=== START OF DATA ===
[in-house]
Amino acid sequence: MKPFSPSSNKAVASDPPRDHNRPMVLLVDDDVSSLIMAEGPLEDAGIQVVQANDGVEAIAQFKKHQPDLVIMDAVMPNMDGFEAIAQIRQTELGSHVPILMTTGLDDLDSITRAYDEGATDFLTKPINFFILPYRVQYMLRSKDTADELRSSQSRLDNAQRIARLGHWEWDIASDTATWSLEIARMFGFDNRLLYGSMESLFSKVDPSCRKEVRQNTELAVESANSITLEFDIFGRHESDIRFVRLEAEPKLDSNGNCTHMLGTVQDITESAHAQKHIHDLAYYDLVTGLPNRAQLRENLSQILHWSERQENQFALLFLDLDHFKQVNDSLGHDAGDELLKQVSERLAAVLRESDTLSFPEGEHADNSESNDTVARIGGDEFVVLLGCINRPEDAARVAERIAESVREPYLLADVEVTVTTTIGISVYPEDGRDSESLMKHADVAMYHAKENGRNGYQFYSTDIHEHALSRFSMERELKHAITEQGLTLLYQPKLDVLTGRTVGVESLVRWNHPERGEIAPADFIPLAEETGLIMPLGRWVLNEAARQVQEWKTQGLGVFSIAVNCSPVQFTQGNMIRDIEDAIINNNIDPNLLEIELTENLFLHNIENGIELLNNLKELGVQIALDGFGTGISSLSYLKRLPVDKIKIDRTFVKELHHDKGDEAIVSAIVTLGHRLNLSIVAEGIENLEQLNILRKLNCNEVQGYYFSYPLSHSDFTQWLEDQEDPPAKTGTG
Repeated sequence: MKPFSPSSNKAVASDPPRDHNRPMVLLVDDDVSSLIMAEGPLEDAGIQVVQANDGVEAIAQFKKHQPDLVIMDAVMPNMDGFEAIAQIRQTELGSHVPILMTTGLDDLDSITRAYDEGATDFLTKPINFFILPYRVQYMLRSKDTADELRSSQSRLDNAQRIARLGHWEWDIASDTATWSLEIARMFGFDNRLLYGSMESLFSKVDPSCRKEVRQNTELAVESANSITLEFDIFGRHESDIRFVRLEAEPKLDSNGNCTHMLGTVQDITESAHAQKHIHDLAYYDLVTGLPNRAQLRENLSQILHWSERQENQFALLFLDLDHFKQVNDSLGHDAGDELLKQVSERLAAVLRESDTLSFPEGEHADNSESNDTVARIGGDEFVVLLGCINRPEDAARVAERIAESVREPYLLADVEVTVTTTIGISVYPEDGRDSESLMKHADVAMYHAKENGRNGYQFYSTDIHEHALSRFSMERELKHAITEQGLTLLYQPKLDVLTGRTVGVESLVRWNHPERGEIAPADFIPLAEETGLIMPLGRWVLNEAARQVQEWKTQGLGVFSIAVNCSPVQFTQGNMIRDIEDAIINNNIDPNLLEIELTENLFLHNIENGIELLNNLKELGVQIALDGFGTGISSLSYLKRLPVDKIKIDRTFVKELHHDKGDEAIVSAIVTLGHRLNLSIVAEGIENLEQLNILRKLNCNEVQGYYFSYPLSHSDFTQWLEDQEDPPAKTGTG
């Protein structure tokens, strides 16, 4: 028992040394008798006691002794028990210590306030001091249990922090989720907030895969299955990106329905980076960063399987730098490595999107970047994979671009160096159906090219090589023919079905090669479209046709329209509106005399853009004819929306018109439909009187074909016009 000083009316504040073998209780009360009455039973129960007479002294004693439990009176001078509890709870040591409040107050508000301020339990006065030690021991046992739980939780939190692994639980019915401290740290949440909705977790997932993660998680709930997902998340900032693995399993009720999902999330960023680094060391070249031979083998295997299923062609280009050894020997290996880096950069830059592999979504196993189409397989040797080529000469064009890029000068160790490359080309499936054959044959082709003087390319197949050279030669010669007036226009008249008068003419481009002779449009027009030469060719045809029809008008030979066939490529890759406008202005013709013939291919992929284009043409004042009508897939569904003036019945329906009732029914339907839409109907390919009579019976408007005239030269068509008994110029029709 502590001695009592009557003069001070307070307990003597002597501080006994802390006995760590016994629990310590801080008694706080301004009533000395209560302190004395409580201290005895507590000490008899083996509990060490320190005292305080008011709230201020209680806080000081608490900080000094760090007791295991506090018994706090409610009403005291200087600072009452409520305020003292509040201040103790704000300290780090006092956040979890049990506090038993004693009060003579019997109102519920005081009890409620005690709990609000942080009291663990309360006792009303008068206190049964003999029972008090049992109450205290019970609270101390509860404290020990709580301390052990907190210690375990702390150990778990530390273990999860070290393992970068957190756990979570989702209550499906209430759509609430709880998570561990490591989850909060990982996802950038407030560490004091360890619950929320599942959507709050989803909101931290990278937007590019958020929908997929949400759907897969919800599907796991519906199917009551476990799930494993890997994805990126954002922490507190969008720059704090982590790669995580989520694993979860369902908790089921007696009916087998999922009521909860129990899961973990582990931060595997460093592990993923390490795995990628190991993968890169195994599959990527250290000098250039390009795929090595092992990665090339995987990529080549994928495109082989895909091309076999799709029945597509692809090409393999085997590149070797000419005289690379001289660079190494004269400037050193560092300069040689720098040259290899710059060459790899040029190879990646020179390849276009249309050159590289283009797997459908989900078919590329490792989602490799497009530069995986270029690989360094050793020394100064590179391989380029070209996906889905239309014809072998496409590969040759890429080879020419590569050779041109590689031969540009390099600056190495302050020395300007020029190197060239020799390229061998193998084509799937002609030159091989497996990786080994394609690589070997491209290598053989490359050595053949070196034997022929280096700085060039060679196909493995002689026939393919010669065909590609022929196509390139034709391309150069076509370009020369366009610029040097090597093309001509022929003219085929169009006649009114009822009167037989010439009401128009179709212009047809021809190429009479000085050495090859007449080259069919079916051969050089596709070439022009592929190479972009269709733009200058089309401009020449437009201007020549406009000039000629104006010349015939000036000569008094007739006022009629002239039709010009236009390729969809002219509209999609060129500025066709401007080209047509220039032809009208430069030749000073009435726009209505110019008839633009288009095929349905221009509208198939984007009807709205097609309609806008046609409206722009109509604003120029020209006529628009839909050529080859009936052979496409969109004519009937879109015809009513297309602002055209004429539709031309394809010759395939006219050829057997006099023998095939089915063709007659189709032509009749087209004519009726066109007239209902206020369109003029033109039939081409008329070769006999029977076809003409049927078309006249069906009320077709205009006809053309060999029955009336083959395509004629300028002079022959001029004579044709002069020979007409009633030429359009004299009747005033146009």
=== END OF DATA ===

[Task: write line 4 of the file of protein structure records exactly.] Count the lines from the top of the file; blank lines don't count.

């Protein structure tokens, strides 16, 4: 028992040394008798006691002794028990210590306030001091249990922090989720907030895969299955990106329905980076960063399987730098490595999107970047994979671009160096159906090219090589023919079905090669479209046709329209509106005399853009004819929306018109439909009187074909016009 000083009316504040073998209780009360009455039973129960007479002294004693439990009176001078509890709870040591409040107050508000301020339990006065030690021991046992739980939780939190692994639980019915401290740290949440909705977790997932993660998680709930997902998340900032693995399993009720999902999330960023680094060391070249031979083998295997299923062609280009050894020997290996880096950069830059592999979504196993189409397989040797080529000469064009890029000068160790490359080309499936054959044959082709003087390319197949050279030669010669007036226009008249008068003419481009002779449009027009030469060719045809029809008008030979066939490529890759406008202005013709013939291919992929284009043409004042009508897939569904003036019945329906009732029914339907839409109907390919009579019976408007005239030269068509008994110029029709 502590001695009592009557003069001070307070307990003597002597501080006994802390006995760590016994629990310590801080008694706080301004009533000395209560302190004395409580201290005895507590000490008899083996509990060490320190005292305080008011709230201020209680806080000081608490900080000094760090007791295991506090018994706090409610009403005291200087600072009452409520305020003292509040201040103790704000300290780090006092956040979890049990506090038993004693009060003579019997109102519920005081009890409620005690709990609000942080009291663990309360006792009303008068206190049964003999029972008090049992109450205290019970609270101390509860404290020990709580301390052990907190210690375990702390150990778990530390273990999860070290393992970068957190756990979570989702209550499906209430759509609430709880998570561990490591989850909060990982996802950038407030560490004091360890619950929320599942959507709050989803909101931290990278937007590019958020929908997929949400759907897969919800599907796991519906199917009551476990799930494993890997994805990126954002922490507190969008720059704090982590790669995580989520694993979860369902908790089921007696009916087998999922009521909860129990899961973990582990931060595997460093592990993923390490795995990628190991993968890169195994599959990527250290000098250039390009795929090595092992990665090339995987990529080549994928495109082989895909091309076999799709029945597509692809090409393999085997590149070797000419005289690379001289660079190494004269400037050193560092300069040689720098040259290899710059060459790899040029190879990646020179390849276009249309050159590289283009797997459908989900078919590329490792989602490799497009530069995986270029690989360094050793020394100064590179391989380029070209996906889905239309014809072998496409590969040759890429080879020419590569050779041109590689031969540009390099600056190495302050020395300007020029190197060239020799390229061998193998084509799937002609030159091989497996990786080994394609690589070997491209290598053989490359050595053949070196034997022929280096700085060039060679196909493995002689026939393919010669065909590609022929196509390139034709391309150069076509370009020369366009610029040097090597093309001509022929003219085929169009006649009114009822009167037989010439009401128009179709212009047809021809190429009479000085050495090859007449080259069919079916051969050089596709070439022009592929190479972009269709733009200058089309401009020449437009201007020549406009000039000629104006010349015939000036000569008094007739006022009629002239039709010009236009390729969809002219509209999609060129500025066709401007080209047509220039032809009208430069030749000073009435726009209505110019008839633009288009095929349905221009509208198939984007009807709205097609309609806008046609409206722009109509604003120029020209006529628009839909050529080859009936052979496409969109004519009937879109015809009513297309602002055209004429539709031309394809010759395939006219050829057997006099023998095939089915063709007659189709032509009749087209004519009726066109007239209902206020369109003029033109039939081409008329070769006999029977076809003409049927078309006249069906009320077709205009006809053309060999029955009336083959395509004629300028002079022959001029004579044709002069020979007409009633030429359009004299009747005033146009």